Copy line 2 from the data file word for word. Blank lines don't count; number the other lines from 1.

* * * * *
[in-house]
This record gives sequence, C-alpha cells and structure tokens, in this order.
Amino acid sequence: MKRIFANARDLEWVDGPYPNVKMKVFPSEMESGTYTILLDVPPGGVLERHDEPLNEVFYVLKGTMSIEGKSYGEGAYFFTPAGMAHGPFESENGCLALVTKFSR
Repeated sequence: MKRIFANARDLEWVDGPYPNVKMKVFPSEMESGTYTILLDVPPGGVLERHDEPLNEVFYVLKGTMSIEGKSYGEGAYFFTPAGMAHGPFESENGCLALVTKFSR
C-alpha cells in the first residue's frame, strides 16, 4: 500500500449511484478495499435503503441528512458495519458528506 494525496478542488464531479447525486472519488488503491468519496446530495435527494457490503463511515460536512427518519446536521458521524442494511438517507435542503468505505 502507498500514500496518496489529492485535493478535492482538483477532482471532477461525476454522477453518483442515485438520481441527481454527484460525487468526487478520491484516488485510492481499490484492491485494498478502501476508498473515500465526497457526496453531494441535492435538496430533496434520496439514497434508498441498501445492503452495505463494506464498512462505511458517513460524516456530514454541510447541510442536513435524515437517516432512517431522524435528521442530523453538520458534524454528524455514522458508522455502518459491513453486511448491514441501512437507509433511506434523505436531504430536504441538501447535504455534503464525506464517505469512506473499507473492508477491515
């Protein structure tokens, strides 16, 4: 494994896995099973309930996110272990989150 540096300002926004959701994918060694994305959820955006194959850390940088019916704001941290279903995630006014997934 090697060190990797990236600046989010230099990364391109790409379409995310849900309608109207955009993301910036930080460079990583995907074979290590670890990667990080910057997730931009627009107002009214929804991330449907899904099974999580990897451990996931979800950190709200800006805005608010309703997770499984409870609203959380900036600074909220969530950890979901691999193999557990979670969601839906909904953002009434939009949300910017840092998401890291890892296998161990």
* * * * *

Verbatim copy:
This record gives sequence, C-alpha cells and structure tokens, in this order.